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Households are more likely to pay bills by credit card than ask for help

Emma Lunn
Written By:
Emma Lunn
Posted:
Updated:
10/06/2021

A third of customers are struggling to pay household bills but are reluctant to ask for help, according to Ofwat.

The water regulator found that customers are more than three times as likely to pay essential bills by credit card – and so go into debt – than ask for help.

The Ofwat research, commissioned as part of its #ListenCareShare campaign, found that more than half (51%) of customers with children aged 11 or under were struggling to pay bills. Four in 10 customers (41%) said they were worried about money over the next six months.

Ofwat described it as ‘concerning’ that only 15% of water customers were aware of water companies providing financial support during the pandemic. Just 3% of bill payers reported they had received any form of financial support for water during the coronavirus crisis.

The regulator said the research highlighted the increased need for water companies to be more proactive in increasing awareness of the financial support available to customers so those most in need can get help.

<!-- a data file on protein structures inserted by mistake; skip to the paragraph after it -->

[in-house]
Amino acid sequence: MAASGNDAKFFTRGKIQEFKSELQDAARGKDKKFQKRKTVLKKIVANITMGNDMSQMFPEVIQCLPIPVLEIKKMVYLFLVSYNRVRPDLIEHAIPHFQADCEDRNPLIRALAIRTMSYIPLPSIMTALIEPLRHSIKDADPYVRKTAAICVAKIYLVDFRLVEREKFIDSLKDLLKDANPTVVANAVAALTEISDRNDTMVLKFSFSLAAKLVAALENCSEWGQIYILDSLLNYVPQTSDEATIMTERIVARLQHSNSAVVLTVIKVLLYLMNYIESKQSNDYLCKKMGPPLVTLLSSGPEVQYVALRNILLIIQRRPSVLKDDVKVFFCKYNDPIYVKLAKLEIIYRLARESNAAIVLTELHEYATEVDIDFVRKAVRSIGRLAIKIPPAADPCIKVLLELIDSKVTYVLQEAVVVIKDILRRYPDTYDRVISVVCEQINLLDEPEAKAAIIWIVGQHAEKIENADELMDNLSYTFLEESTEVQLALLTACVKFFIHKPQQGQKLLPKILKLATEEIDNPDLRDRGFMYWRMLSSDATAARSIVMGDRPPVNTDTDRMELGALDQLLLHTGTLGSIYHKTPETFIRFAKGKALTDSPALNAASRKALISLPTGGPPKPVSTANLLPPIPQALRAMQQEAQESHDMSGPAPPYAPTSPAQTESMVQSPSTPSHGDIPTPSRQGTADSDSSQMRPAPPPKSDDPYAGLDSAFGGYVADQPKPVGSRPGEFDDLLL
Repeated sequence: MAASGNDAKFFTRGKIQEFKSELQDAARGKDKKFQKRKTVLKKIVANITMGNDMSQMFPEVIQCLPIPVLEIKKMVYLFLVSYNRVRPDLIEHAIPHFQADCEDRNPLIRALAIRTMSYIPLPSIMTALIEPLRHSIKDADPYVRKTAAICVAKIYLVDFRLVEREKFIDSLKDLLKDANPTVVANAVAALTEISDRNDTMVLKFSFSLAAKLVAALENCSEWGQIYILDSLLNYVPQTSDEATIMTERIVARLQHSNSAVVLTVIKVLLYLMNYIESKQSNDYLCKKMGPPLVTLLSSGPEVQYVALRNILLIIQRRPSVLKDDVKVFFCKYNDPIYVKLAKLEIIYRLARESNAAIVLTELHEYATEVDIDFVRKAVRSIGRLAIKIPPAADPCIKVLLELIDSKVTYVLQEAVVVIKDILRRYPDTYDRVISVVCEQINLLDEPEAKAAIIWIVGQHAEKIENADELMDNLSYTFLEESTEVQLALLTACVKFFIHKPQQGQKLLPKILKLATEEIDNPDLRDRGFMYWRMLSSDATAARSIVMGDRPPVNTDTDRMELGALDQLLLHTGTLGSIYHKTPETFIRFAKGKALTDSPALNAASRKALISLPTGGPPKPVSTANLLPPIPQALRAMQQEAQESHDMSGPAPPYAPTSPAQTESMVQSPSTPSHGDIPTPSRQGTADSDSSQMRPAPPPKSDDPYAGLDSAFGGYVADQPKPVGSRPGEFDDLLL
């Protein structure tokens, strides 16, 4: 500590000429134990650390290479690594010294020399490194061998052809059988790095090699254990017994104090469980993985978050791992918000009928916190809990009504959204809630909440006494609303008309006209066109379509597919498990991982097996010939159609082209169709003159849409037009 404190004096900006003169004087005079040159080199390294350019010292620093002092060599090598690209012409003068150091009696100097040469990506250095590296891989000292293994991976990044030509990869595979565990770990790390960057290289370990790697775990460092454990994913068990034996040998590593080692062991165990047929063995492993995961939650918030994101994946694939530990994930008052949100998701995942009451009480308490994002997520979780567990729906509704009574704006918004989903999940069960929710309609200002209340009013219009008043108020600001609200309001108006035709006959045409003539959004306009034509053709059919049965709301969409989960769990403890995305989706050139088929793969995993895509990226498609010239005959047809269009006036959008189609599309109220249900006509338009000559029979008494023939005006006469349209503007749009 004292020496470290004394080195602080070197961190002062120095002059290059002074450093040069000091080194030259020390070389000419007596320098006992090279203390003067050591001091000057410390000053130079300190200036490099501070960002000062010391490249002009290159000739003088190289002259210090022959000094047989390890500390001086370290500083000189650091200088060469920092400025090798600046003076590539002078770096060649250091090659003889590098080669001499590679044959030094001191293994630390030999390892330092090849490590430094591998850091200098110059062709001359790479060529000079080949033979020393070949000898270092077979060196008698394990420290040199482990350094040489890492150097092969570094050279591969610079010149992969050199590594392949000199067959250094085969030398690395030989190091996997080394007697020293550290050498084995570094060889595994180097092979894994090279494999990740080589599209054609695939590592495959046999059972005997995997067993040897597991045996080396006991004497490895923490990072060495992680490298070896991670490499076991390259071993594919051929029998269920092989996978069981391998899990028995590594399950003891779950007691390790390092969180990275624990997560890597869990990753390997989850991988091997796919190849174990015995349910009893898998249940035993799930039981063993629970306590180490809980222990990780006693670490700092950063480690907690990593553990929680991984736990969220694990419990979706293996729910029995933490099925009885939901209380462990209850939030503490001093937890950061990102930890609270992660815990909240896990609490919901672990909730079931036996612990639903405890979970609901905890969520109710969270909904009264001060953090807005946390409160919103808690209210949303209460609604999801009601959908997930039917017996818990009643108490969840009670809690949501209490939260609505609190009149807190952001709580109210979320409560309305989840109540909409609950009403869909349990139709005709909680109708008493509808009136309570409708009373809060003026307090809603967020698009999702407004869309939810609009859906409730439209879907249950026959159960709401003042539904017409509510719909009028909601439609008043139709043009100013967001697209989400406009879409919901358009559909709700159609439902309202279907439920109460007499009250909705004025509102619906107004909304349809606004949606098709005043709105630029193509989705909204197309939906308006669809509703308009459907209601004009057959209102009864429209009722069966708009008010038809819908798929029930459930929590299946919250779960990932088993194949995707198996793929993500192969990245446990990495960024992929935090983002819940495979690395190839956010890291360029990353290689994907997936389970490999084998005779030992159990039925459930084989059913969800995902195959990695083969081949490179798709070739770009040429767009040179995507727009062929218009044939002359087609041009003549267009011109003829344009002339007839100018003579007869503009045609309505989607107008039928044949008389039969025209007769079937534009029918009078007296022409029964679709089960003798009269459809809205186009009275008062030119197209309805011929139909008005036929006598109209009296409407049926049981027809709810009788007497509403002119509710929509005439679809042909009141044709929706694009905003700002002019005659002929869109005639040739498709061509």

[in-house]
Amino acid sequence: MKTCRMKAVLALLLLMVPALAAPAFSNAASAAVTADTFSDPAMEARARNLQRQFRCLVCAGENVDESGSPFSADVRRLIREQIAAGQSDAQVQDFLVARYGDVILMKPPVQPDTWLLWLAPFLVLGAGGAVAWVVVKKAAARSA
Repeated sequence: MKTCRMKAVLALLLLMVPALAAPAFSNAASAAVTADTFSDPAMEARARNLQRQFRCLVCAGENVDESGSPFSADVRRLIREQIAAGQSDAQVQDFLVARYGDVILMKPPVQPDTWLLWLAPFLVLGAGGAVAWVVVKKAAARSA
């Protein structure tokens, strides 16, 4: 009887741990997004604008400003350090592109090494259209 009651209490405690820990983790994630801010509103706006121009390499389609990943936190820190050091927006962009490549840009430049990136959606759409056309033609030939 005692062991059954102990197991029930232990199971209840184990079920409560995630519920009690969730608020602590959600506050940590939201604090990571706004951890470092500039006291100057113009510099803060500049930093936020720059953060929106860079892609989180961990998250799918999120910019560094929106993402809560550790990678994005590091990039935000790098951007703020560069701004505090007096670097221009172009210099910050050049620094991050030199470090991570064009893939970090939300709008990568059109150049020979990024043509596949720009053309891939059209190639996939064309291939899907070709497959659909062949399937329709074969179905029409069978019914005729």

David Black, interim chief executive at Ofwat, said: “Behind the statistics lies the challenging reality being faced by so many customers today. The stories we have heard through #ListenCareShare have reminded us that the financial impact of this pandemic continues to bite and we are beginning to gain a clearer picture on what this means and how this feels for customers.

“Customers are making difficult decisions, with some turning to credit cards to cover their bills. Water companies need to be active in seeking out and providing help to those who need it the most, especially during these unprecedented times.”

Last month a report by the Consumer Council for Water found that five out of six households who cannot pay their bills are not receiving the help they need, despite a significant rise in support schemes from water companies. It blamed this on an effective postcode lottery, where different schemes have significant variations in both the funding of the scheme and the eligibility criteria for help.